I’ve worked in schools providing USA advice for years. Don’t do it anymore but can recommend good companies to work with if you would like?
mathanxiety · 07/04/2021 04:05
I agree that the best UK art schools are excellent, @PresentingPercy.
But an Ivy League degree will open doors all over the world and the Ivies offer financial aid to international students.
Needmoresleep · 07/04/2021 07:53
Unless money is no object, there are strong US links, or unless someone is absurdly talented, there is probably no harm in studying the UK first and then leaving a top US school until postgraduate.
We have known two who have done this, both to Parsons. One received a Fulbright, and the other may also have received funding.
If you are planning to work in the UK, there is no harm in building UK networks first.
PresentingPercy · 07/04/2021 08:51
The problem for art students is they may not get into Ivy League as there are very different hoops to go through. Sats for a start. It’s normal to have a portfolio for art. Not necessarily high Sats scores. I’m not sure how many DC in the uk would look at Ivy League for art? Artists would not consider themselves Ivy League students. I think Ivy League is a very different experience and not one artists would really consider.
hidingmystatus · 07/04/2021 11:47
We had the debate at home about the US. The conclusion was: DD would only go to the US if she got into one of the top 5 schools there, which coincide with top 10 in the world. Otherwise it wasn't worth it.
However, she is looking to a career where the US schools are the best respected in the world, too.
There is no point paying the US fees if you aren't going to get into somewhere that is at least as good as, and as internationally respected in the field you want to enter, everywhere in the UK. It's far too expensive for mediocrity. Sometimes that's going to mean some very hard discussions - it's really difficult to have a conversation that says, effectively:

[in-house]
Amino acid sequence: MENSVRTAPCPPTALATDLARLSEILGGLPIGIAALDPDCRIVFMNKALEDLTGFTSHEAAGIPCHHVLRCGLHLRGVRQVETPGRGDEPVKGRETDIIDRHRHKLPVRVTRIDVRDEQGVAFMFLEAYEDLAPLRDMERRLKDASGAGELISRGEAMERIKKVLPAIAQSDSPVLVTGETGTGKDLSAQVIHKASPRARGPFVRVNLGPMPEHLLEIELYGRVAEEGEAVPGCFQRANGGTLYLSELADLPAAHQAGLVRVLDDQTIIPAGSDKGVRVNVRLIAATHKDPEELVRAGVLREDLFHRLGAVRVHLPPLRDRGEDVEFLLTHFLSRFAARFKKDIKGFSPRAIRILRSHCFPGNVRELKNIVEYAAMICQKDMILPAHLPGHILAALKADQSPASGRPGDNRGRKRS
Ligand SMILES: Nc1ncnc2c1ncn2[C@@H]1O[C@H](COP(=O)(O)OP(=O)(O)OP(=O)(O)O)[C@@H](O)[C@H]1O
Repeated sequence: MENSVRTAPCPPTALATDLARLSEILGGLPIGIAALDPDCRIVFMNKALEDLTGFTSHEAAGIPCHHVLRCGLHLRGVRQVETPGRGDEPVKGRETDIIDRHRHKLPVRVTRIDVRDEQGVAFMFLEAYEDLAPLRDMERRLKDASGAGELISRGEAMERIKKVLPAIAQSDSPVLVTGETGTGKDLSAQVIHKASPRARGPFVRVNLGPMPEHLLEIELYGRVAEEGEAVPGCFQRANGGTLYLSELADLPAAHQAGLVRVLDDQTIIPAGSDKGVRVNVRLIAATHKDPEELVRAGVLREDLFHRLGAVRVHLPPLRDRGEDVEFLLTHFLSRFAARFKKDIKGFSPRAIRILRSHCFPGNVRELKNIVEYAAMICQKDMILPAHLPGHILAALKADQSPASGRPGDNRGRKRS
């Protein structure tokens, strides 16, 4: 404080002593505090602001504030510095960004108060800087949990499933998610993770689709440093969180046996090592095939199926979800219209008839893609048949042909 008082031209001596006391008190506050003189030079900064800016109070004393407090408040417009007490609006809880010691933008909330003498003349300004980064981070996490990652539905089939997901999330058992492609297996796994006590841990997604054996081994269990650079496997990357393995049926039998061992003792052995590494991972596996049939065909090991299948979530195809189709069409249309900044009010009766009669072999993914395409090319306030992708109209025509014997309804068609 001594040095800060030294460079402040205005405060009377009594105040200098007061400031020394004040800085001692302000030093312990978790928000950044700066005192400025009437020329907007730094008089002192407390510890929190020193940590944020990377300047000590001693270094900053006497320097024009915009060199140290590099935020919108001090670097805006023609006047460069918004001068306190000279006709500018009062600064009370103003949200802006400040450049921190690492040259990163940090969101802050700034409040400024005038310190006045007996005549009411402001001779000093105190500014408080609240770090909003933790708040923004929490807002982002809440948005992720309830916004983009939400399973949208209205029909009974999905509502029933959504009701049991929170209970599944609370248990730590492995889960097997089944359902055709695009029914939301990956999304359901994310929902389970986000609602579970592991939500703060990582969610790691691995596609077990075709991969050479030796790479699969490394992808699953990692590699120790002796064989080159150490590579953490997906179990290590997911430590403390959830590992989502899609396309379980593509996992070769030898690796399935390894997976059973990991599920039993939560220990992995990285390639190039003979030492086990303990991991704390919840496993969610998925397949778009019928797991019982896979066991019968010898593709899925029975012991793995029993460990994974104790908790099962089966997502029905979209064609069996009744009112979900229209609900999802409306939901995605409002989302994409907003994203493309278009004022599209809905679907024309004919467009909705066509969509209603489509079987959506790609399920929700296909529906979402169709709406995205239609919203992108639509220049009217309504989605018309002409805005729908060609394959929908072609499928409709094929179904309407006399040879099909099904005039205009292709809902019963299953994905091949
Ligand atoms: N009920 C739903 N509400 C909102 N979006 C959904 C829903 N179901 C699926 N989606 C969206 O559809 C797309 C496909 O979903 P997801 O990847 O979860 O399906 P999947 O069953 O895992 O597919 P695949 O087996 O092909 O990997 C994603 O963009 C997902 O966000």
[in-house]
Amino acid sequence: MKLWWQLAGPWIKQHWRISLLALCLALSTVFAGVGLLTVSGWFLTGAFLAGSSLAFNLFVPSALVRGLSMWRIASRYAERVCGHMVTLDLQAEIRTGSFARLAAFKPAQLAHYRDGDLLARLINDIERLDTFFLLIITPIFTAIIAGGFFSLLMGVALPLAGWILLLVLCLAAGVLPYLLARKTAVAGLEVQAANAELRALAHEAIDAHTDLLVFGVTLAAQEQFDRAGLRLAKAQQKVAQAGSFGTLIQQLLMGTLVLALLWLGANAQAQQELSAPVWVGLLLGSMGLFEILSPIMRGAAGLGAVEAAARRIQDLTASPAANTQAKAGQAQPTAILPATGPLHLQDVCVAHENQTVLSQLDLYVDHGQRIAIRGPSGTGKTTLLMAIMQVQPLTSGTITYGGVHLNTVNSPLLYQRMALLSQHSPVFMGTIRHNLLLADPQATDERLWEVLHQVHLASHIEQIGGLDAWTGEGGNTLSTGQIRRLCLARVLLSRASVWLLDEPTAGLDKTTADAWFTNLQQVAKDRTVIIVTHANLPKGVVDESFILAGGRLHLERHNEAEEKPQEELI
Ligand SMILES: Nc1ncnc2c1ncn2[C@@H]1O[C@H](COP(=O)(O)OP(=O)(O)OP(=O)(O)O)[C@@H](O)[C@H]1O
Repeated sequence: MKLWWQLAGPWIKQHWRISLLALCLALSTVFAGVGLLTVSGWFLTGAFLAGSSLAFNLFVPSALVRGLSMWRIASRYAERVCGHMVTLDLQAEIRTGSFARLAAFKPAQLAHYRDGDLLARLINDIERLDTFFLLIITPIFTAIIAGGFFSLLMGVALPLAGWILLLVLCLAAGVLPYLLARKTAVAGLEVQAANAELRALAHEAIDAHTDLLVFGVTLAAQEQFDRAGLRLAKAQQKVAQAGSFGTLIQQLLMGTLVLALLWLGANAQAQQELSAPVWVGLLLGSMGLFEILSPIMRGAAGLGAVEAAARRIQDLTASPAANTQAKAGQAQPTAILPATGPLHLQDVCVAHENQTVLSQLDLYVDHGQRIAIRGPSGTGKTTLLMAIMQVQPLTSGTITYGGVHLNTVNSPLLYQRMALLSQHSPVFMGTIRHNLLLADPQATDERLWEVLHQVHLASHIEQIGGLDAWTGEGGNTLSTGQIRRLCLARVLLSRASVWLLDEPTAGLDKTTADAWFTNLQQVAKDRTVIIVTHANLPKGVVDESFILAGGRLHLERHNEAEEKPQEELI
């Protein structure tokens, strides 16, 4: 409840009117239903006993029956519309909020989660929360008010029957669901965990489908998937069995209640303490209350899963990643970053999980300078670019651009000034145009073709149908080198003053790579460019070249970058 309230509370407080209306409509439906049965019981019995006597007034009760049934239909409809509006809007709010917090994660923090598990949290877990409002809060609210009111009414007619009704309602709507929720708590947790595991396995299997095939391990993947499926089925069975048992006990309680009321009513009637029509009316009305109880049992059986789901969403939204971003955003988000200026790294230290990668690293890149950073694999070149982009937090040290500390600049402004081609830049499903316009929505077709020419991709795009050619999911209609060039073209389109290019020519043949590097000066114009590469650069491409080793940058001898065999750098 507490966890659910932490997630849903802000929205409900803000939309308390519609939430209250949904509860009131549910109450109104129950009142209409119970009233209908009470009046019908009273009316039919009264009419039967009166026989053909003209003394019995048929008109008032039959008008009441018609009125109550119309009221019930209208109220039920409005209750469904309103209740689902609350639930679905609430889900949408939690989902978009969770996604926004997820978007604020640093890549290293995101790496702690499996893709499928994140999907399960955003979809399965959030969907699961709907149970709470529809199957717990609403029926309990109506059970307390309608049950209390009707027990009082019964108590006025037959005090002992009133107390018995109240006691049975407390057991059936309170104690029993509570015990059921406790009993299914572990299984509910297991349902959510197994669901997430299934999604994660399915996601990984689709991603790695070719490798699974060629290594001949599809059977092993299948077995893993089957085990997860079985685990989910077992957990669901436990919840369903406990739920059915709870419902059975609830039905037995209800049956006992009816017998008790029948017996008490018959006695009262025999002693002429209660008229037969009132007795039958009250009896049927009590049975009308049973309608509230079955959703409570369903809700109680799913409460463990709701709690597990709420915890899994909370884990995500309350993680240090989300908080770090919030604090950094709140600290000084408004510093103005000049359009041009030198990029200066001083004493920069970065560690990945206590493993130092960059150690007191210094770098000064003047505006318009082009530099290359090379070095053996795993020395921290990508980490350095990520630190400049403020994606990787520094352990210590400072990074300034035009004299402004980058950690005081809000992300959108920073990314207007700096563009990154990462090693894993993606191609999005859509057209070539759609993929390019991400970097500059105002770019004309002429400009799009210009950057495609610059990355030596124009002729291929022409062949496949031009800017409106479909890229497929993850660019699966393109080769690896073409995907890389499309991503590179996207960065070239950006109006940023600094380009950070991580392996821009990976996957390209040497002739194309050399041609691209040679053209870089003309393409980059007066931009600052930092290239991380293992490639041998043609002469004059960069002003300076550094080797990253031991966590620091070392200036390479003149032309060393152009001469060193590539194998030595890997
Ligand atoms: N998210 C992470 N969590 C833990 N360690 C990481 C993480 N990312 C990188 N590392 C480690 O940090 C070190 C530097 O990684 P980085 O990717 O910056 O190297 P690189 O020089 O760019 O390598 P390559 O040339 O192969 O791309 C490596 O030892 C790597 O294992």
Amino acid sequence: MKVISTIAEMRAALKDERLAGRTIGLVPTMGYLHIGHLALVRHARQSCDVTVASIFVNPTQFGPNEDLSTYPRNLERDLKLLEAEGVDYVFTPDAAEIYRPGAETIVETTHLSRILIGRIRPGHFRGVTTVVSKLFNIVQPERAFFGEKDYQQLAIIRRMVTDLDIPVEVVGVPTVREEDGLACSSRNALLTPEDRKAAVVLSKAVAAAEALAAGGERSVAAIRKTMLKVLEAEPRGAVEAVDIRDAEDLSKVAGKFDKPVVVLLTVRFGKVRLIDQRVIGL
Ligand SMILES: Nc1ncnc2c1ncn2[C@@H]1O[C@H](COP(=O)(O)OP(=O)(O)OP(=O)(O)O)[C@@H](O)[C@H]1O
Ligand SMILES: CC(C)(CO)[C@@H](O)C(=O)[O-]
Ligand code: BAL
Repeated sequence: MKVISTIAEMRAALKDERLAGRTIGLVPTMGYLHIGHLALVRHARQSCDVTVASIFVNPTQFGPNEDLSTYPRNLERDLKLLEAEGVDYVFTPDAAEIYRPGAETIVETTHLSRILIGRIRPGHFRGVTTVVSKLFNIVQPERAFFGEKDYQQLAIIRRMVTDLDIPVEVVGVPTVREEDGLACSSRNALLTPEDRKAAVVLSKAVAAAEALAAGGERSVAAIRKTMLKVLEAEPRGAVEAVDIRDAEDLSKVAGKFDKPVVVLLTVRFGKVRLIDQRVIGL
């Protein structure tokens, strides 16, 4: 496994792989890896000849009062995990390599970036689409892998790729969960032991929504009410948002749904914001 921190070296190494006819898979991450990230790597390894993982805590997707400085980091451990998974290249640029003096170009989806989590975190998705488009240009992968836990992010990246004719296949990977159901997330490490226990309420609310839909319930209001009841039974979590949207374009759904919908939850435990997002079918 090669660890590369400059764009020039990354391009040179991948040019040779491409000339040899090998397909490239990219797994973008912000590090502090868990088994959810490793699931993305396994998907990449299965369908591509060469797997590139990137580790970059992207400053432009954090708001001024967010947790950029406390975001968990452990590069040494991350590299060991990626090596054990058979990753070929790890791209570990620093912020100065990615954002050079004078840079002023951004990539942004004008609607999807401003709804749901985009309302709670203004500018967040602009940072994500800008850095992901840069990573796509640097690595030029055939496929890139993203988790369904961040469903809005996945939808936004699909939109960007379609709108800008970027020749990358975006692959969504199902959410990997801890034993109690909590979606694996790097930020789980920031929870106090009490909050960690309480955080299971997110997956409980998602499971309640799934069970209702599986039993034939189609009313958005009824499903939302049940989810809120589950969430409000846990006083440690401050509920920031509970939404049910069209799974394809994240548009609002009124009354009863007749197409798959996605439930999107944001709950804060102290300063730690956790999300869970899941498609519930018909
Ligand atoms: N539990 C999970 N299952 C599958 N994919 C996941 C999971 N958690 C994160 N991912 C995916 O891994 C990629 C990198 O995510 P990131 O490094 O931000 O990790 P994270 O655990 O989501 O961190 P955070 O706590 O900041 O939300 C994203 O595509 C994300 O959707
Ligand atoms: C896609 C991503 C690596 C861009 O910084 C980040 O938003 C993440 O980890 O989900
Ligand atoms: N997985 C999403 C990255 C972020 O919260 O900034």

"You are 16-17-18 and you're about to find out if you actually have any talent."
Obviously you put it more tactfully than that, but that's what it comes down to. Is DC talented enough to go to one of the best institutions in the world? If not, the US is not worth the cost.
PresentingPercy · 07/04/2021 12:58
We are talking about an Art degree. That is what the OP said. This is not Harvard or MIT territory - with the best will in the world. The institutions I mentioned in the UK are world class. Yes, the USA is fun and has great art colleges too but Ivy League is not where most art students go freom the UK, for very obvious reasons. We are not talking about technology and sciences etc where choices would be different.
Needmoresleep · 07/04/2021 13:11
Percy, in retrospect was UAL a good choice in comparison with Parsons?
PresentingPercy · 07/04/2021 13:44
DD changed her mind about the course she actually wanted! So for her, yes. She did a fashion course. I’m not convinced spending £1/4 million was the best way to go. She did work experience (As part of her course) in NY so she benefitted from that. It’s definitely horses for courses but lots of arty students are just not Ivy League students. DD is building up her fashion business and it’s getting noticed in magazines so no negatives really. UAL doesn’t hand hold though and definitely has some lecturers from industry who are great and others who are not.
hidingmystatus · 07/04/2021 16:35
As I said above, I was coming from a music perspective, which is not an Ivy League perspective either.
But the analysis is the same: are you going to go to a college which is worth the money for the level of your DC's ability and the future prospects they have? The UK has many world-class institutions, so you have to be very sure that the US would be noticeably better for your DC's circumstances.
Sounds like for art, that's absolutely not the case.
To comment on this thread you need to create a Mumsnet account.